Overdoses of drugs, particularly prescription pain-killers and heroin, have overtaken AIDS to become the leading cause of death of homeless adults, according to a study of homeless residents of Boston released on Monday.
The finding came from a five-year study of homeless adults who received treatment from the Boston Health Care for the Homeless Program. But its broad conclusions apply to homeless populations in many urban parts of the United States, the study’s author and homeless advocates said.
The tripling in the rate of death by drug overdose reflects an overall rise in pain-killer abuse, said Dr. Travis Baggett of Massachusetts General Hospital, the lead author of the study, to be published next month in the journal JAMA Internal Medicine.
“This trend is happening across the country, in non-homeless populations too,” Baggett said. “Homeless people tend to experience in a magnified way the health issues that are going on in the general population.”
The study, which tracked 28,033 homeless adults from 2003 through 2008, found that of those who died, 17 percent died of drug overdoses, while 6 percent died of causes related to HIV, the virus that causes AIDS.
That is a rough reversal of the trend found in a similar study 15 years earlier, when 6 percent of deaths were due to drug overdose and 18 percent due to AIDS.
After the drug overdoses, the second- and third-leading causes of death in the most recent study were cancer and heart disease, which each accounted for about 16 percent of the deaths.
Homeless people are significantly more likely to die in a given year than their peers in the rest of the population, with those aged 25 to 44 nine times more likely, and those aged 45 to 64 four-and-a-half times more likely to die, the study said.
The decline in AIDS-related deaths reflected an overall decline in infection rates, as well as improvement in care and services for patients since the prior study, which was conducted during the peak years of the U.S. AIDS epidemic.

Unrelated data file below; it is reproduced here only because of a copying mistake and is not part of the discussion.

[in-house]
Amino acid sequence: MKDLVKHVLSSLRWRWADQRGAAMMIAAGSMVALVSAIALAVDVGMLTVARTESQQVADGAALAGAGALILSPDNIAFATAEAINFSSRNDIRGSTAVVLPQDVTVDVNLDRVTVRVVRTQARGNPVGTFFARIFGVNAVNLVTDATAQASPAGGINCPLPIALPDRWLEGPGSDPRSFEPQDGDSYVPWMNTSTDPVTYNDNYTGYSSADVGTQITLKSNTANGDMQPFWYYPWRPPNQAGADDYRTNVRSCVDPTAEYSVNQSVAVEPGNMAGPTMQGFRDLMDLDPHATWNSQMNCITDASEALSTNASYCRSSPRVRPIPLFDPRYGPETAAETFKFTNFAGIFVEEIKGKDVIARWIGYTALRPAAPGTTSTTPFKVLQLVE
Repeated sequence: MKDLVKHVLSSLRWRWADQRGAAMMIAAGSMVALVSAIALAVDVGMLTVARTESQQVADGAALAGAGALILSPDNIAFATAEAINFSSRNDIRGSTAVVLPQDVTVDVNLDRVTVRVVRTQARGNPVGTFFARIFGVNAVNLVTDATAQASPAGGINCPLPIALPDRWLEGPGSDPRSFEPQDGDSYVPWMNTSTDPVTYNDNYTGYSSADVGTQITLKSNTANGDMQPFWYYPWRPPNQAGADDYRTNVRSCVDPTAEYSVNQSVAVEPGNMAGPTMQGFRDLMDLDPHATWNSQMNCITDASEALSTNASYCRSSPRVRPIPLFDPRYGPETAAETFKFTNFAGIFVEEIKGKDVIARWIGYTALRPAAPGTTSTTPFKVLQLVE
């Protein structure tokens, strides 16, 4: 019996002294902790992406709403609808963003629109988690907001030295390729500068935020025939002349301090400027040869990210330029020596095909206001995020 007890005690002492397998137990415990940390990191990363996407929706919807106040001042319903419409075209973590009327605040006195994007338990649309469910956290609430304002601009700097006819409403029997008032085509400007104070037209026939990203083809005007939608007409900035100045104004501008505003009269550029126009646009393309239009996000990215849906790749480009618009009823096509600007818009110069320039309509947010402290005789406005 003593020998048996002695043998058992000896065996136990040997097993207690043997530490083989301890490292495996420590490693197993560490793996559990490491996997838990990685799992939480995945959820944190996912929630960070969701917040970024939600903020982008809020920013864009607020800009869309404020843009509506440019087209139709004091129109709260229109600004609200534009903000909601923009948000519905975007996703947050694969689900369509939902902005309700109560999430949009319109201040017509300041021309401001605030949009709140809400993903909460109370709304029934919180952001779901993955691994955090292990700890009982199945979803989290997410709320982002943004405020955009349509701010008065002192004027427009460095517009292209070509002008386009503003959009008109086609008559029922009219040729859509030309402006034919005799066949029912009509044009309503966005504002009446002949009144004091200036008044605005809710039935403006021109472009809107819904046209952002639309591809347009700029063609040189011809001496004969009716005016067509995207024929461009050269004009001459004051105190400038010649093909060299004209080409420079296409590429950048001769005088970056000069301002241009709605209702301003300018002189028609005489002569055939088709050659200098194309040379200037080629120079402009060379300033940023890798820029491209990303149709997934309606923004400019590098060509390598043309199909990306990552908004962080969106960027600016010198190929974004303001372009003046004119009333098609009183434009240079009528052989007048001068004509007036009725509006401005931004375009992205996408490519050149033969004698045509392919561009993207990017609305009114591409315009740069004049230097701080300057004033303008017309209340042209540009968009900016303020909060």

The study looked at a small slice of the roughly 2.3 million to 3.5 million Americans who go through a period of homelessness each year, according to data from the Urban Institute.
While drug abuse is not an uncommon problem among homeless people, the drugs most commonly used vary by region. Heroin and opiate pain-killers are the most available and most used drugs along the coasts, while methamphetamine is more common through the middle of the country and prescription pain-killers tend to be abused around large military bases, said Neil Donovan, executive director for the National Coalition for the Homeless.
“Fifteen years ago we were talking about homeless people drinking Listerine and that being a leading indicator, and now it’s Oxycontin and heroin and it’s a very different reality,” said Donovan, whose group was not involved in the study.
Prescription painkiller abuse is somewhat more common in Boston than other cities due to the high concentration of hospitals and doctors, which make it easier for users to gain access to the drugs, he said.
CHANGES IN TREATMENT
The rise in deaths related to drug overdoses prompted the Boston Health Care for the Homeless Program to change the way it approaches care, said Dr. Jessie Gaeta, the group’s medical director.
“We have to become expert in integrating addiction services into the rest of medical care,” Gaeta said. “We have decided to take a very thoughtful and critical look at the way that we prescribe these opiods.”
The nonprofit group is considering changes, including reducing the overall amount of pain-killers it prescribes and providing patients with another drug, naloxone, which can be used as an antidote to overdose, Gaeta said.
Chronic pain, related to causes ranging from cancer to arthritis, is a common problem among the homeless and the group’s doctors continue to prescribe pain-killers to some of their regular patients, Gaeta said. They have stepped up their efforts to counsel those patients on properly using their drugs and also how to protect them from being stolen.
The relationship between homelessness and drug abuse is a self-reinforcing one, advocates noted. Drug abuse can increase the odds of a person becoming homeless, by making it more likely that they lose a job or fall out with family members, and also makes it harder for the homeless to find shelter, as some agencies will not house drug users.
“It’s easier to be clean and sober in a bed than on the streets,” said Donovan.
By Scott Malone